When discussing seeds, you may have heard the terms F1, F2, F3 and so on yet may never have truly understood what these mean as far as breeding and lineage is concerned. Below is better explained how to make first generation seeds and what you need to know.
By Stoney Tark
What Does First Generation Mean?
F1 stands for first generation lineage, and represents the offspring created by the original mother and father. The term is also an expression of a hybrid made using regular seeds. Female seeds are referred to as S1 and involve a completely different process than working with regular stock.
Desired Traits Over Non Desired Traits
Before you begin a breeding project, you should always plan ahead and think of the real reason you are attempting to make a new strain in the first place, or at least a first generation cross that may be more dominant of a certain phenotype you desire. The different characteristics that a breeder may wish to focus on are growth structure, leaf pattern, flowering time, wind resistance, aroma, effect, resistance to pests and bugs, as well as resistance to plant disease and pathogens.
Matching plants together that are more compatible based on the above, is one way to promote hybrid vigour without too much variation when sifting through a large number of plants. If you are breeding for commercial reasons and plan to make a certain strain a bigger producer, or narrow the flowering time down to better fit in with the maximum number of growing cycles in a year, then the main characteristics can be down to how the plants look visually, instead of more hands on and actually testing each flower during the phenotype hunting.
What Should I look For?
Once you have established the end result on paper and what traits you are bringing forward, then the way to sift through your regular seeds should be to look for those traits in the plants you will select from. Some breeders may only be able to work with a small space and growing over 20+ seeds at a time to find one keeper is not practical or logistical.
If you already have decided which female is the best plant in your grow room, then the stage of smoking all the potential females and testing each for quality, quantity, flavour, appearance, aroma, taste, effect, bag appeal,terpene profiles and cannabinoid profiles is not required. Otherwise this is the part where you can discover what is special and worth keeping, and which phenotypes do not express the characteristics you are looking for.
Step By Step Guide
This guide is written on the basis that we are crossing two different strains with one another, to make a new variety. Starting with regular seeds you will label each seedling to make the catalogue process simple and easy from the very start. You will be looking for a particular female that aligns with your criteria, as well as looking for male plants that from appearance, look similar in height, structure, leaf pattern and so on.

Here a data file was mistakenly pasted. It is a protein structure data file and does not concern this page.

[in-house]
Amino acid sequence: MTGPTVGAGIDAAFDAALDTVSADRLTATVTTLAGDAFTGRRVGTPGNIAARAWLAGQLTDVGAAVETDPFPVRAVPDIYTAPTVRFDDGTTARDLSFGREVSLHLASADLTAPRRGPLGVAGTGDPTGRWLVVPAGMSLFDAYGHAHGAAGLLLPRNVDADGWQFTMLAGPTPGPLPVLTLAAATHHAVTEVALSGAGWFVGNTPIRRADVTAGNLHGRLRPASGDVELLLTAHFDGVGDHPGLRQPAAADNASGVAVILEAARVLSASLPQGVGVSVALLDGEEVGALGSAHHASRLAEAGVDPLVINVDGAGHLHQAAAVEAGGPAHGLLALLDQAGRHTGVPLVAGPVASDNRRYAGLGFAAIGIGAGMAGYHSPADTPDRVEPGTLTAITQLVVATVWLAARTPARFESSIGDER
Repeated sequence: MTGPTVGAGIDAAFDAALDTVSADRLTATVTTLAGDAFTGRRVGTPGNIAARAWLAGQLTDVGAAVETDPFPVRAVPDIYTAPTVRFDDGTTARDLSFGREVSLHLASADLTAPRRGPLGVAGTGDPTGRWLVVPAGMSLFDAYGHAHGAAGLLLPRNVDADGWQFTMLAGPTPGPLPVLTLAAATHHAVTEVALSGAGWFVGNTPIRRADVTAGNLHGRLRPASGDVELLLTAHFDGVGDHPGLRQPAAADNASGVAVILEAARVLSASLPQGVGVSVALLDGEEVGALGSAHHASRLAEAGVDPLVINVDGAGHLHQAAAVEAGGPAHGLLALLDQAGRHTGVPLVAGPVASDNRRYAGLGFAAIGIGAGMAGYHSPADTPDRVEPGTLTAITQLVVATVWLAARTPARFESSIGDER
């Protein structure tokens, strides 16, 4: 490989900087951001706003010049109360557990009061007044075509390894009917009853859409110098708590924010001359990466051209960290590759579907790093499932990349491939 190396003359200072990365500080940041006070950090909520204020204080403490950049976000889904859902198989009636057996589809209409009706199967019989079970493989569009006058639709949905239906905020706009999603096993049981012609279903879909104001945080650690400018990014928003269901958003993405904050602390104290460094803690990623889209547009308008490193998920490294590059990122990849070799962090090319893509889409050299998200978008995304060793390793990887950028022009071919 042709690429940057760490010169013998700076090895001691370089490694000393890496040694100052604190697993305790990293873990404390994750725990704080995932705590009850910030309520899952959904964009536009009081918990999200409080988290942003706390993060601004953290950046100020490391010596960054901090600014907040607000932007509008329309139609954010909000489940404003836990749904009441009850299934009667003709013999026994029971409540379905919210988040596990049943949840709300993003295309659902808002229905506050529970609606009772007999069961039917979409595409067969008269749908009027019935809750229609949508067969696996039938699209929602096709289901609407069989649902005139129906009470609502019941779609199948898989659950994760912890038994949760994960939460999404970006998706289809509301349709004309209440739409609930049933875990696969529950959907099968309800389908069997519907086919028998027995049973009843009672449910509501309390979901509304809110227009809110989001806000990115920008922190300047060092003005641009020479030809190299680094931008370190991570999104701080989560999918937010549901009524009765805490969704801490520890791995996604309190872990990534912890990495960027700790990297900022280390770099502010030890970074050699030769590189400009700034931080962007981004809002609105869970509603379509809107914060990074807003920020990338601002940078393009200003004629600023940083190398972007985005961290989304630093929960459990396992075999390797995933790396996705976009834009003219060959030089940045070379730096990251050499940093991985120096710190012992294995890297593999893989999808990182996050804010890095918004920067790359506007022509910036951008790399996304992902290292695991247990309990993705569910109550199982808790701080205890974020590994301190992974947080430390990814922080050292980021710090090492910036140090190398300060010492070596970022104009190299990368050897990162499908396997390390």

By growing the plants under a vegetative cycle of 18/6, you will now wait until the point of the plants revealing their sex. This is usually after the 5th week of the growing stage, as male plants can often show male preflowers before female plants. Take clones of the numbered plants and number the clones the same. This way you can keep on producing more seeds without losing the original male and female.
Begin to flower the plants and over this next 7-10 days, the plants will show their pre-flowers and you will be able to clearly see which of your regular seeds are male and female. This is the stage where you can identify by eye which plants will be keepers based on appearance alone.
Isolate the male plants from the females and label the plant dependant on the sex. At this point you will want to select the females you find the most appealing and pair them off with the male that you have chosen. If you have multiple males you will either need a second tent to perform the breeding process, or you must wait until the first male has flowered and begin new with a clean and sanitized room, at a later date.
Allow the male pollen to reach the pistils of the female plants. This process only takes a moment to happen, which will be indicated by the white hair turning marron brown almost instantly. Successfully pollinating can be done by hand or in an open room. From this point on, the hard work is done and now the plants will spend all their energy, producing strong, viable seeds.
Harvesting the seeds should be done with a professional approach with correct labelling. If you are producing a small batch of seeds for testing reasons, or aiming for thousands of seeds then make sure you have labelled the final storage bag with what male was used with what female. When reproducing first generation lineage, you must have an identical copy of the original stock that was used, otherwise compatibility and variation may differ.
Test the new F1 seedlings that you have made, with the mindset of mass producing them with the clones you have of the original mother and father. Once you are happy with the germination rates, stability of the plants, quality of flower and all of the other important factors, then you can now replicate another breeding room using a large number of female clones with the father.
What to consider: If you are unable to keep genetic copies of the original father or mother used, it is not possible to replicate that same lineage. The closest you could get is to make a F2 which is second generation cross. Here is where the most desired traits and the most undesired traits will express themselves. In terms of phenotype hunting, this can be more complicated that creating a more homogenous and stable line. Try and keep your genetic copies alive and easily accessible as it is the difference in regenerating that genetic replica.